18. 18. Patterns of Organization • Writers organize their supporting sentences and ideas in ways called Patterns of Organization. • Just as transitions show relationships between ideas in sentences, patterns of organization show the relationships between supporting details in paragraphs, essays, and chapters. • Patterns of organization are structures our minds use all the time. • All of our thinking and communicating depend on patterns of organization.
  19. 19. We are going to learn seven different Patterns of Organization • Classification/Division • Cause & Effect • Comparison & Contrast • Steps in a Process • Examples/Illustration • Chronological Order • Listing
  20. 20. Classification/Division • Classification is the process of organizing information into categories. • A category is created by noticing and defining group characteristics. • The categories we create make it easier to analyze, discuss, and draw conclusions.
  21. 21. Classification/Division • An example of classification is the Porterville College Class Schedule • http://www.portervillecollege.edu/13fall/index.html • Can you give another example of classification? Discuss this with the person sitting next to you.
  22. 22. Cause and Effect • One thing causes another thing to happen. • Cause and effect reasoning gives logical reasons that answer why or how. • A cause is a reason for something happening; an effect is the result or outcome. • Transition words: because, thus, therefore, as a result, for this reason, to explain, consequently, hence, so, affect, accordingly, due to, results in
  23. 23. Cause and Effect • Narrator: It happened in the days before mail service and telephones. A wealthy farmer took a long trip. When he arrived home, he asked the first field hand he saw what had happened while he was away. This is how their conversation went: • Field hand: Well, the dog died. • Farmer: The dog died! How?
  24. 24. Cause and Effect • Field Hand: The horses ran over him when they became frightened and ran out of the barn. • Farmer: What scared the horses? Why did they run? • Field hand: They were running from the flames when the barn caught on fire.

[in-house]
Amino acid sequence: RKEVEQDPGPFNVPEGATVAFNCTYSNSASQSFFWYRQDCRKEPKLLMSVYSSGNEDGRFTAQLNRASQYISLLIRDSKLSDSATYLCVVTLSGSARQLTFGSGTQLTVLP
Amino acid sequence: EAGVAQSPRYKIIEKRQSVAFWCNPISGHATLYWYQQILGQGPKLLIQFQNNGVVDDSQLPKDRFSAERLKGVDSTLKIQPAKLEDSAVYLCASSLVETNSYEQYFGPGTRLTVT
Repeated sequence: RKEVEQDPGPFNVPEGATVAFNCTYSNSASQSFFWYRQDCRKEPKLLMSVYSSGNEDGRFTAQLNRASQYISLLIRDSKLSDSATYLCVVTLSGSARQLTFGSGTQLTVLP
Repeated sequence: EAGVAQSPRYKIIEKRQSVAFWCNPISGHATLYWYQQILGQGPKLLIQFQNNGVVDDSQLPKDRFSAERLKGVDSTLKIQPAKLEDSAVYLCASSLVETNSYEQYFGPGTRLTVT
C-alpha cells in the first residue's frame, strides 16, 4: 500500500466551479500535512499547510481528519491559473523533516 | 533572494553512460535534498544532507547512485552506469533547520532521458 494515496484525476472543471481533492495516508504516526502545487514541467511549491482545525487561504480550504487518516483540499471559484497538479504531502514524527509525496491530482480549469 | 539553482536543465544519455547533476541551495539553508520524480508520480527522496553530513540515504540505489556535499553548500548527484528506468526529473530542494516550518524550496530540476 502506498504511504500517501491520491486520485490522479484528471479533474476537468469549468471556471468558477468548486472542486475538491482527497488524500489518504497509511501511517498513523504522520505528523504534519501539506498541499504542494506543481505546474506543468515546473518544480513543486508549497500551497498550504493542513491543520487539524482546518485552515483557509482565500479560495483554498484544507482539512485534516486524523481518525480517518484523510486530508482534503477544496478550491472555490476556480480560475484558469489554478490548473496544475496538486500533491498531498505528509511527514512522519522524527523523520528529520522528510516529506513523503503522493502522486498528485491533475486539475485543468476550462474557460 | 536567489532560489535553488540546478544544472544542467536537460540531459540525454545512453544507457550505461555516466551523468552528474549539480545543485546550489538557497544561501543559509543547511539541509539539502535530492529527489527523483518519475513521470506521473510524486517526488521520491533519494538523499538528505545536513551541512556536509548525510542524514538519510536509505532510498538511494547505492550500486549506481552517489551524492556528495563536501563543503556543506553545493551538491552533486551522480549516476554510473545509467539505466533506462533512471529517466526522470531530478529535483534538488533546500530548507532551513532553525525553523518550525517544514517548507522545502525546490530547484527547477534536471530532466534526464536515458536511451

25. 25. Cause and Effect • Farmer: Good grief! How did the barn catch on fire? • Field hand: Well, sir, flames jumped from the house and caught the barn on fire. • Farmer: From the house! Did the house burn down too? • Field Hand: Yep, the house is gone too.
  26. 26. Cause and Effect • Farmer: How on earth did the house burn down? • Field Hand: You see, one of the candles around your wife’s casket fell over and caught the house on fire.
  27. 27. Cause and Effect • Because the candles on the wife’s casket fell over the … • House burned down • Because flames jumped from the house the… • Barn caught on fire • Because the horses were scared they… • Ran over the dog
  28. 28. Comparison/Contrast • A comparison shows the similarities between two or more things. • A contrast shows the differences. • Comparison and contrast may be seen as separate patterns of thought; however, they often work together. • Transition words: as, like, similarly, in a similar manner, likewise, in comparison, in a like manner, both
  29. 29. Comparison Words In the cartoon above, the word resemble helps show a comparison is being made. Comparison words: but, yet, however, although, nevertheless (p. 227)
  30. 30. Contrast words Contrast words show that things differ in one or more ways. In the cartoon, the speaker is contrasting two ways to die. Contrast words: but, yet, however; although, nevertheless, instead, in contrast, on the other hand, while, unlike, despite (p. 229) Compare & Contrast Activity: Lincoln vs. Kennedy
  31. 31. Let’s Review (Get out your clickers) Which pattern is used to analyze, discuss, and draw conclusions? a. comparison/contrast b. Cause and effect c. Classification/division
  32. 32. More Review The Lincoln-Kennedy assignment was an example of which pattern of organization? a. comparison/contrast b. Cause and effect c. Classification/division
  33. 33. And more review What is the cause and effect pattern of organization? a. One thing causes another thing to happen b. It is comparing two different things c. It is putting items into a category
  34. 34. Patterns of Organization Which pattern of organization is still unclear to you? a. Classification and division b. Compare and Contrast c. Cause and Effect
  35. 35. Homework For Thursday • Transitions and Patterns of Organization Activity